Community Feed

Check out the latest updates and resources from AnthroGuide listers. Click a program name to learn more.

    Posted6 days AGO
    Anthropology Day (February 17) is a day to celebrate anthropology while promoting the discipline to the world around us. Join the celebration by hosting an event in your community, school, or workplace. Register your group (university, club, department, museum, etc.) to be listed as an official participant and receive event updates. We have a host of resources and ideas to help you get started for your AnthroDay events. We’ll also be updating the Activities & Events page with new ideas submitted by this year’s official participants. Don’t forget to sign up for this year's AnthroDay Kick-Off event on January 14, 12:00 P.M. ET. Hear from a panel of past Anthropology Day participants about their previous activities and events. This event will also provide an opportunity for staff and attendees to brainstorm celebration activities and answer any questions you may have before the big day. https://www.americananthro.org/anthroday
    Anthropology Day (February 17) is a day to celebrate anthropology while promoting the discipline to the world around us. Join the celebration by hosting an event in your community, school, or workplace. Register your group (university, club, department, museum, etc.) to be listed as an official participant and receive event updates. We have a host of resources and ideas to help you get started for your AnthroDay events. We’ll also be updating the Activities & Events page with new ideas submitted by this year’s official participants. Don’t forget to sign up for this year's AnthroDay Kick-Off event on January 14, 12:00 P.M. ET. Hear from a panel of past Anthropology Day participants about their previous activities and events. This event will also provide an opportunity for staff and attendees to brainstorm celebration activities and answer any questions you may have before the big day. https://www.americananthro.org/anthroday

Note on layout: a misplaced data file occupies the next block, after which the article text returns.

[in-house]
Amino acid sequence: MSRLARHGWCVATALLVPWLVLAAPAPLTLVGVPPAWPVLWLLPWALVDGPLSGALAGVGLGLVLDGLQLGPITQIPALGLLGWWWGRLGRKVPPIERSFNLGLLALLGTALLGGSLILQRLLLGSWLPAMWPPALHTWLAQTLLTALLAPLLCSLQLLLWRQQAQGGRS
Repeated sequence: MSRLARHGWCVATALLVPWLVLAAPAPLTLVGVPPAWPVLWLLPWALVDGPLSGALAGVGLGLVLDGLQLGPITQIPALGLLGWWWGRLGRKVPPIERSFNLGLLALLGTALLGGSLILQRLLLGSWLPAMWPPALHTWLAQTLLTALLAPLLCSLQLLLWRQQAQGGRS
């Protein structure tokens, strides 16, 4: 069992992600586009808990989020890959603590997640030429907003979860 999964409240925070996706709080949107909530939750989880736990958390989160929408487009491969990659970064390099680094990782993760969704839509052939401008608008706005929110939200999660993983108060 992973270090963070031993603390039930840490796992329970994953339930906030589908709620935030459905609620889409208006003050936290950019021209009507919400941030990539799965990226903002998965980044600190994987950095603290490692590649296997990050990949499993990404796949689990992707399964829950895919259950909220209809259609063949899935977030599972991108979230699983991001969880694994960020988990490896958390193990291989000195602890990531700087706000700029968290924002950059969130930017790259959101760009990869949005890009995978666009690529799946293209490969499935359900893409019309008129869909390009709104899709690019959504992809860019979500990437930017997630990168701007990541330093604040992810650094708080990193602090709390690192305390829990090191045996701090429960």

PostedSunday, November 28, 2021 at 10:35 AM
    Looking for a field school/cultural immersion experience for yourself or your students without the costs and risks of travel? Check out the Ecuador Virtual Ethnographic Field School. No prerequisites or language requirement. 50-second video: https://youtu.be/l4LaAWzsG3M
    Looking for a field school/cultural immersion experience for yourself or your students without the costs and risks of travel? Check out the Ecuador Virtual Ethnographic Field School. No prerequisites or language requirement. 50-second video: https://youtu.be/l4LaAWzsG3M
    PostedWednesday, November 17, 2021 at 10:45 AM
    The Ecuador Virtual Ethnographic Field School is accepting applications for the coming semester. All students welcome! Spanish fluency not required.
    The Ecuador Virtual Ethnographic Field School is accepting applications for the coming semester. All students welcome! Spanish fluency not required.
    PostedWednesday, November 3, 2021 at 12:15 PM

    The Ecuador Virtual Ethnographic Field School is now accepting applications for the coming semester. To learn more, attend a Zoom presentation THIS FRIDAY AFTERNOON. Register for the presentation here: https://t.co/Tqa3NQbP09?amp=1.

    The Ecuador Virtual Ethnographic Field School is now accepting applications for the coming semester. To learn more, attend a Zoom presentation THIS FRIDAY AFTERNOON. Register for the presentation here: https://t.co/Tqa3NQbP09?amp=1.

    PostedTuesday, November 2, 2021 at 10:59 AM